I well remember the family slide shows of the 1970s when dad would display the old pictures from his and mum’s younger days (but only if the bulb hadn’t blown again.) These were childhood memories that I thought were lost until I found the old 35mm slide collection in a box and decided to do something about bringing them back to life.
Given that the projector was long gone, I went about scanning them myself: at first with trepidation at the scale of the task but soon with greater and greater ease as I learned new tricks and techniques. Now I have hundreds of digital images from the 1940s up to the 1980s. Many are so good they look as if they were taken yesterday: others had faded or discoloured but these days it’s possible to get excellent and accurate results from cleaning up and re-colouring – look at what Peter Jackson and his team managed to do with the WW1 footage for They Shall Not Grow Old, for instance. Granted, that was on a big-time budget but the technology that this relied upon is available to all.
What I also quickly learned was that other family members were keen to see the old photos. These days, it’s easy to achieve this via email or WhatsApp. The recent reliance on families staying connected only digitally has made this the only viable way of sharing such images. For older family members, this also gives them, perhaps during a Zoom call with a screen-share, the chance to explain the circumstances of the photograph and the people in it – the past will come flooding back to life, to be understood and enjoyed by all. Instant and accessible nostalgia.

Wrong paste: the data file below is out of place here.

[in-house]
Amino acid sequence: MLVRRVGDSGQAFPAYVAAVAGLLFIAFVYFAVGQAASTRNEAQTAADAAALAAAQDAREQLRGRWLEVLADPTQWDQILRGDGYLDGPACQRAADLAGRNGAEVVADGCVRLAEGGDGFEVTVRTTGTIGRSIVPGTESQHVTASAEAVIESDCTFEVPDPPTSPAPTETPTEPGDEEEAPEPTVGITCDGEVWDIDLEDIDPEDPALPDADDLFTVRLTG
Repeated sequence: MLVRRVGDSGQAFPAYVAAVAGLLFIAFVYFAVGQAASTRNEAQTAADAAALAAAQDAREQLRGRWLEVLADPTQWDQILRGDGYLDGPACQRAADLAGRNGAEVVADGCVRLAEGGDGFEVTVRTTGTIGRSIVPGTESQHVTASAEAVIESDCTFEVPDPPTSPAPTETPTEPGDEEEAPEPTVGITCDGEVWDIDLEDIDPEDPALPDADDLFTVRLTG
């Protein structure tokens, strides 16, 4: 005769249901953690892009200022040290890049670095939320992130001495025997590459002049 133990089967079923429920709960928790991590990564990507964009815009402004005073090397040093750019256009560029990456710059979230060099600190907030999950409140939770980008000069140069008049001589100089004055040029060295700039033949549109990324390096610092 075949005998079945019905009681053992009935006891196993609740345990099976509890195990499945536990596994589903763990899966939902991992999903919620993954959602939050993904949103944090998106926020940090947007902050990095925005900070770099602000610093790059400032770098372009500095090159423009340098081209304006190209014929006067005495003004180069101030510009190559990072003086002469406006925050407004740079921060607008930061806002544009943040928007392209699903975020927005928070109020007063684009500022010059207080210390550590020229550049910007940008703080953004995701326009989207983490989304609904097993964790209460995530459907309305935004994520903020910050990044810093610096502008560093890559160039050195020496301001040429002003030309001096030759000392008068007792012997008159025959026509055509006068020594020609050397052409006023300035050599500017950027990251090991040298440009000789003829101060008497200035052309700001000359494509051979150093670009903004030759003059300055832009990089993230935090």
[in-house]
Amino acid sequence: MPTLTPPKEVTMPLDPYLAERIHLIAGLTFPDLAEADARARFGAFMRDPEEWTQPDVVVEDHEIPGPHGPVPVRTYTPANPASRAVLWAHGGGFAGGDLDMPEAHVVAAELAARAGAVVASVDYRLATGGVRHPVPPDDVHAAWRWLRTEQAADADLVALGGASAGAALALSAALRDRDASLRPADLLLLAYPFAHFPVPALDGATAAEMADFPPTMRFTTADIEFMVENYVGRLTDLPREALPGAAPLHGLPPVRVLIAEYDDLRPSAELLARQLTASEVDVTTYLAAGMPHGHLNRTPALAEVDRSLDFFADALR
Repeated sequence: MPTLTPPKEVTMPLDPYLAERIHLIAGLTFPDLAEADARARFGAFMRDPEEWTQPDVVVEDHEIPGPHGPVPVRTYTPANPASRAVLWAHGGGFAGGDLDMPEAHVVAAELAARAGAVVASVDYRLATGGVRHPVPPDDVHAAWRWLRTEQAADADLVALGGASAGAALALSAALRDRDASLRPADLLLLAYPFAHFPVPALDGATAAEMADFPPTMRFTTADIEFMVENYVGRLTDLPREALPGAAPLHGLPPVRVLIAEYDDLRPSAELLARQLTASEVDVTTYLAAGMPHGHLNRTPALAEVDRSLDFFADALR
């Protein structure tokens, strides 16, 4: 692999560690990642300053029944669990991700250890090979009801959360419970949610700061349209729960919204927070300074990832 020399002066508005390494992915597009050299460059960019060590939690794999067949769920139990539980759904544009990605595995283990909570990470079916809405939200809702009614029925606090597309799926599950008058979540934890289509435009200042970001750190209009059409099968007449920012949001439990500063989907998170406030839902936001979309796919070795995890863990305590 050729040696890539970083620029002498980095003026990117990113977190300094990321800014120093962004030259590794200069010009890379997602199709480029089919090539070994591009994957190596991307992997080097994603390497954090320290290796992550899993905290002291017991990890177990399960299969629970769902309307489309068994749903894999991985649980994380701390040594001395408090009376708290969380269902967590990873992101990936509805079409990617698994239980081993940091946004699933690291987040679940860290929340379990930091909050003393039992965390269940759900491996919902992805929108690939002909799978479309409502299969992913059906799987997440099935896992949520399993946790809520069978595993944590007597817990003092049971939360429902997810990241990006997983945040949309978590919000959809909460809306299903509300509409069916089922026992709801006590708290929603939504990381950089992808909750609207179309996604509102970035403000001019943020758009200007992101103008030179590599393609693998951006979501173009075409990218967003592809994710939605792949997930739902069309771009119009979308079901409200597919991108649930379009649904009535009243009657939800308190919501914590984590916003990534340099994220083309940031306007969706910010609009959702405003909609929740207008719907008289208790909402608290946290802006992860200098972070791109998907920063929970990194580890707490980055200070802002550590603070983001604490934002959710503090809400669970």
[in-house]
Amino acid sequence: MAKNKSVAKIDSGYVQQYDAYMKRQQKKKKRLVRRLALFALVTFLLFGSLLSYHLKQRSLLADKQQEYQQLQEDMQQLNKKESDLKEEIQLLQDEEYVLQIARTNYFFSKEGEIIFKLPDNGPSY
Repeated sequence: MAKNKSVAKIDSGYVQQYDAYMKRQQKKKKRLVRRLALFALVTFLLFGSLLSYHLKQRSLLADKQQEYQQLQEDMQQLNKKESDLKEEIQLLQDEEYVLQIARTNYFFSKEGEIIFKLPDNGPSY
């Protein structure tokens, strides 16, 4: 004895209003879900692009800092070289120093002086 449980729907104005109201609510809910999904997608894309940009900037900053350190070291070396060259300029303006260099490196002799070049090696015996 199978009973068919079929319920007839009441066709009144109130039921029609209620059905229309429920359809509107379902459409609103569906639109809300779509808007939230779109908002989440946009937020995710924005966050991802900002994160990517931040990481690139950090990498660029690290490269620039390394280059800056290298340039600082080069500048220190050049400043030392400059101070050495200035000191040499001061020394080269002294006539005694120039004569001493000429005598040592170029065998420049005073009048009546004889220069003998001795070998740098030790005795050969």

There are many ways that these newly digitised images can be used and displayed but, unless you merely want a few framed photos on the wall, some kind of structure might be needed. Photobooks can now easily be created with the images gathered together in any way you choose and viewable by whoever you invite. The experience of turning the pages of a big photo album can’t be completely recreated online, of course: but, unlike the the originals from our childhood, the digital versions aren’t heavy, fragile and only available in one place at a time.
So then I did the same for some friends: now it’s a little business making other people smile when they once again relive their own family’s photographic history. Many people think that such a digitisation job is long and expensive. The good news is that it isn’t. So, if you or anyone in your family has a box of old images in the attic (perhaps deteriorating by the day) and if you feel that any relatives would benefit from having ready, easy and permanent access to these, get in touch. You supply the images and audience, in other words, and I can take care of the bit in between
For more information, please feel free to contact me.